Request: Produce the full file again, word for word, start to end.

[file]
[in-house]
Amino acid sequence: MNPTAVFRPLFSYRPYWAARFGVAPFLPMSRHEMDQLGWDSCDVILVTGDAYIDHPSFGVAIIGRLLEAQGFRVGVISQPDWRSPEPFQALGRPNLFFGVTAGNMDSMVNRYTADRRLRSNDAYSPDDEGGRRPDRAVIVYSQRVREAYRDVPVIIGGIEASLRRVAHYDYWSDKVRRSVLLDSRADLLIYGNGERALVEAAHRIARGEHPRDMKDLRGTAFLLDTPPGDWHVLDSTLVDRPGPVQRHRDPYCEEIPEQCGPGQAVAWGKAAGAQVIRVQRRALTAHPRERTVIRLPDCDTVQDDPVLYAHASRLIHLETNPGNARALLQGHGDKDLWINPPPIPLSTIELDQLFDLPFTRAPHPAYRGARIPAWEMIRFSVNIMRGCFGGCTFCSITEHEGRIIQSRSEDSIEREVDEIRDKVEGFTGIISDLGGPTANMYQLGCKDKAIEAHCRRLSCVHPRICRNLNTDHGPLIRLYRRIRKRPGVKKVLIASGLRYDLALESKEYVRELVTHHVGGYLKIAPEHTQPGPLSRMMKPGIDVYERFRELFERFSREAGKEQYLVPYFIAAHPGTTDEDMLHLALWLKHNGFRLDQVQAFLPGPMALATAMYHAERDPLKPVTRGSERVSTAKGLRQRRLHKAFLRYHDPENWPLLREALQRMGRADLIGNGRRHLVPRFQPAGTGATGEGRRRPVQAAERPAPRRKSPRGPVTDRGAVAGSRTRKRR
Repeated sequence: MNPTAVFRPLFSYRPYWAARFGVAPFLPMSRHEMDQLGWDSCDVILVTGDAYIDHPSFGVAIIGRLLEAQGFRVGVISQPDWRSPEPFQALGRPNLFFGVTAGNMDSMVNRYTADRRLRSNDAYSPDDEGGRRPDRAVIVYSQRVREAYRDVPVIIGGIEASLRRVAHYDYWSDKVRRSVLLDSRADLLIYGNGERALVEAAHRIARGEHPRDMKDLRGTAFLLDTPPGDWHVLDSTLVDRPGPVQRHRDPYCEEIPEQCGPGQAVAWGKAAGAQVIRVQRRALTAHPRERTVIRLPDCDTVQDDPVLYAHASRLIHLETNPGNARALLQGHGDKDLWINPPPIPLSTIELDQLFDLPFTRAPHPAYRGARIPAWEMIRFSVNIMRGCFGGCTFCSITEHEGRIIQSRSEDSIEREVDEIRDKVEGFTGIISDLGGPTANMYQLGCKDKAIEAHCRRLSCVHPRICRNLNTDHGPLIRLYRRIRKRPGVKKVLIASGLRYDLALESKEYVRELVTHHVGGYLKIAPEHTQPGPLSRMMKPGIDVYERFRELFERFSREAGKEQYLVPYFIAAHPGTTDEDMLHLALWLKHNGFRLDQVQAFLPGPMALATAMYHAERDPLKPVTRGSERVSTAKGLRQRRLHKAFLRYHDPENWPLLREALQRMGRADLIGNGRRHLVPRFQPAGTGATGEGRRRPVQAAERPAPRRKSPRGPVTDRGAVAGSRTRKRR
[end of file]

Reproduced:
[in-house]
Amino acid sequence: MNPTAVFRPLFSYRPYWAARFGVAPFLPMSRHEMDQLGWDSCDVILVTGDAYIDHPSFGVAIIGRLLEAQGFRVGVISQPDWRSPEPFQALGRPNLFFGVTAGNMDSMVNRYTADRRLRSNDAYSPDDEGGRRPDRAVIVYSQRVREAYRDVPVIIGGIEASLRRVAHYDYWSDKVRRSVLLDSRADLLIYGNGERALVEAAHRIARGEHPRDMKDLRGTAFLLDTPPGDWHVLDSTLVDRPGPVQRHRDPYCEEIPEQCGPGQAVAWGKAAGAQVIRVQRRALTAHPRERTVIRLPDCDTVQDDPVLYAHASRLIHLETNPGNARALLQGHGDKDLWINPPPIPLSTIELDQLFDLPFTRAPHPAYRGARIPAWEMIRFSVNIMRGCFGGCTFCSITEHEGRIIQSRSEDSIEREVDEIRDKVEGFTGIISDLGGPTANMYQLGCKDKAIEAHCRRLSCVHPRICRNLNTDHGPLIRLYRRIRKRPGVKKVLIASGLRYDLALESKEYVRELVTHHVGGYLKIAPEHTQPGPLSRMMKPGIDVYERFRELFERFSREAGKEQYLVPYFIAAHPGTTDEDMLHLALWLKHNGFRLDQVQAFLPGPMALATAMYHAERDPLKPVTRGSERVSTAKGLRQRRLHKAFLRYHDPENWPLLREALQRMGRADLIGNGRRHLVPRFQPAGTGATGEGRRRPVQAAERPAPRRKSPRGPVTDRGAVAGSRTRKRR
Repeated sequence: MNPTAVFRPLFSYRPYWAARFGVAPFLPMSRHEMDQLGWDSCDVILVTGDAYIDHPSFGVAIIGRLLEAQGFRVGVISQPDWRSPEPFQALGRPNLFFGVTAGNMDSMVNRYTADRRLRSNDAYSPDDEGGRRPDRAVIVYSQRVREAYRDVPVIIGGIEASLRRVAHYDYWSDKVRRSVLLDSRADLLIYGNGERALVEAAHRIARGEHPRDMKDLRGTAFLLDTPPGDWHVLDSTLVDRPGPVQRHRDPYCEEIPEQCGPGQAVAWGKAAGAQVIRVQRRALTAHPRERTVIRLPDCDTVQDDPVLYAHASRLIHLETNPGNARALLQGHGDKDLWINPPPIPLSTIELDQLFDLPFTRAPHPAYRGARIPAWEMIRFSVNIMRGCFGGCTFCSITEHEGRIIQSRSEDSIEREVDEIRDKVEGFTGIISDLGGPTANMYQLGCKDKAIEAHCRRLSCVHPRICRNLNTDHGPLIRLYRRIRKRPGVKKVLIASGLRYDLALESKEYVRELVTHHVGGYLKIAPEHTQPGPLSRMMKPGIDVYERFRELFERFSREAGKEQYLVPYFIAAHPGTTDEDMLHLALWLKHNGFRLDQVQAFLPGPMALATAMYHAERDPLKPVTRGSERVSTAKGLRQRRLHKAFLRYHDPENWPLLREALQRMGRADLIGNGRRHLVPRFQPAGTGATGEGRRRPVQAAERPAPRRKSPRGPVTDRGAVAGSRTRKRR